Photography Tips to Help You Capture Memorable Moments – Part 2
Welcome to Part Two of my photography tips for the non-professional photographer! I’ve survived my photography years as a native islander living in a picturesque setting and as a proud soccer mom with just a point-and-shoot camera. I have taken some boast-worthy photos without the aid of fancy, expensive cameras. You can too!
First of all, some of the advice given to you in Part 1 applies here as well. Getting closer to your subject is always advisable over using the zoom. Make sure your subjects are in focus before taking the photo. Early morning light and late afternoon still provide softer/better light for your photos. Professional photographers swear by “The Golden Hour”, a phrase coined to refer to roughly the hour after sunrise and an hour before sunset.
The best piece of advice I’d give you (that made the biggest difference for me) is quite simple – shoot everywhere, shoot always, and shoot LOTS! Times were different BDC (before digital cameras). I remember my family returning from a summer vacation in Colorado (during my school-age days) with several paper grocery bags full of rolls of film. Were all of those photos in focus? Were they all well-lit? I can answer both with a resounding “No!” without even remembering the photographs. That was the “fun” of film developing – we wouldn’t know which would be good photographs until they were developed. So, what’s stopping you from being a shutter-happy vacation bug capturing all of the most awesome moments on digital film? We have it so much easier now with the ability to preview the photos before and after as well as deleting blurry, dim-lit photos with heads cropped half off. Where has the fun gone? Ha, so you understand why I’m not cutting you any slack! There’s no good reason to miss photo opportunities amply provided on vacation. I won’t hear of it!
Are you antsy for some technical know-how to impress your family and friends? Alright, let’s get started! There is an age old photography guideline known as the Rule of Thirds. The Rule of Thirds takes the image and cuts it up into nine equal parts using two equally spaced horizontal lines and two equally spaced vertical lines. These divide the image into three segments. You should consider placing your image’s point(s) of interest along the gridlines or intersections. Those who stand by this rule believe the eye is drawn to those points, thus the reason for placing object(s) of interest along the intersections and lines of the grid.
Many cameras come equipped with the option of setting up your screen with the rule of thirds grid. This takes the guesswork out of it. Once you’ve had the grid up for a while, you’ll be able to visualize it without needing it on the viewfinder. My iPhone even has the ability to set the grid pattern on the screen when in camera mode.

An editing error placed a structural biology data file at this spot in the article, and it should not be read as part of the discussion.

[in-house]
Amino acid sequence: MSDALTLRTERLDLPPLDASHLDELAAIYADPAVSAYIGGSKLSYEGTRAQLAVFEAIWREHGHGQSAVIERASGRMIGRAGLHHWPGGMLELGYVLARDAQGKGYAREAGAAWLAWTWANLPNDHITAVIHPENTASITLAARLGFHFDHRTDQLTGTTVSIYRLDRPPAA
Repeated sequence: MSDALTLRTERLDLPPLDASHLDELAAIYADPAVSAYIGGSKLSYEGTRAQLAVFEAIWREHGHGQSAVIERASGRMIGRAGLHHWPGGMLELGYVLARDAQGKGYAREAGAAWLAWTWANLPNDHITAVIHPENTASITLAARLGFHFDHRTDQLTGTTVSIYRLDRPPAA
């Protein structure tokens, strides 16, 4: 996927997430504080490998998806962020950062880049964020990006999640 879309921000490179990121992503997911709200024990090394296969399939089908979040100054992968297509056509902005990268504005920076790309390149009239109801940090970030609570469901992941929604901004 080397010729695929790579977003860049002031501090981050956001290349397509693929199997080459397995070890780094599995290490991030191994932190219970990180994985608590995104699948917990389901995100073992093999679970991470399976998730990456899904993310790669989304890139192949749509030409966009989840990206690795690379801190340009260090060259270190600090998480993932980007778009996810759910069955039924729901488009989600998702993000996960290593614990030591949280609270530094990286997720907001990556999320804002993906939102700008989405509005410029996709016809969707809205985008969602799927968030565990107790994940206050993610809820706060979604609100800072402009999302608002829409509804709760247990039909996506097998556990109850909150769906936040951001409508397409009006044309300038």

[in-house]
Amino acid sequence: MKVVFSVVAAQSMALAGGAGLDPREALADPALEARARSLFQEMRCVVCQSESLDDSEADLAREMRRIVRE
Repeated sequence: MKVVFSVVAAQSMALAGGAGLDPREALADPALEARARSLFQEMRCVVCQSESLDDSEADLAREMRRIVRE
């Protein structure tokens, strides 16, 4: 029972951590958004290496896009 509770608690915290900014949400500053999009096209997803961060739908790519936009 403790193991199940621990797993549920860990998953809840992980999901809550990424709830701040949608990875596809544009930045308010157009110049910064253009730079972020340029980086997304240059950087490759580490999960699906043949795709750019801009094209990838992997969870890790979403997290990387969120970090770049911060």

Remember our discussion about digital zoom? Some point and shoot cameras are equipped with an optical zoom while many others have strictly a digital zoom. Double-check to see if you have a digital zoom or if you’re blessed with an optical zoom. If you have a digital zoom, then my advice remains as it did with a smartphone – don’t use it! Move closer to your subject or take the photo from far away and then crop. Any questions as to why I say that (that must mean you didn’t read Part One of the blog), check out Part 1 of my photography blog.
If you have an optical zoom, you are allowed to zoom! That’s right, go ahead and zoom. Or as Mazda used to say…Zoom Zoom. Does having a workable zoom excuse you from trying to get closer to your subject? No! Getting closer to your subject is preferable. But! You are in luck with a zoom that can hone in on an image without compromising image quality right away. The reason is that because an optical zoom physically changes how far the lens is from the sensor. A digital zoom on the other hand, simply forces the camera to create the picture from one portion of the sensor rather than the whole thing.
Sport your creative cap when you photograph. Get on eye level with your subject. Are you shooting photos of a child? If so, get down on the child’s level. Try different angles with your photos. Shoot down at a subject (bird’s eye view), shoot up at a subject (worm’s eye view), position your subject on the left or right of the screen… Think “outside the box”. Notice the details your scene can tell. Details tell stories. This is your chance to tell a story through your photos! I read one article by a photographer that has really stuck with me. He said, “Shoot moments, not just a subject.” So, relax and enjoy the moment! Your photography is a way to capture that moment and tell it again and again.
Let’s talk about light. Play with lighting, experiment with it; learn the nuances of different light and how it affects the scene and subject. Indirect light is always going to be kinder to your subject than direct light. Indirect = softer feel to your photo while direct = harsher photo. Try to get the main source of light behind you. If you wish to get fancy and dabble with the technical details, you can adjust the aperture (amount of light used in a photo) or f-stop value. The higher the value, the less light that enters.
There are all kinds of nifty tricks available once you venture into a more manual mode with a point and shoot or DSLR camera. The world of photography opens up! Regardless, you can use the various settings available on a point and shoot without having to venture into manual mode – and still take stellar photos!
Do you sense a surge of confidence steeling your nerves? Ready to grab that camera and shoot? Well, what are you waiting for? Go! (And feel free to share your masterpieces with us!)
Tips to remember on your next shoot:
• The Golden Hour
• Digital vs Optical Zoom
• Rule of Thirds
• Creative Positioning
• Capture moments
• Light(s) …camera, action!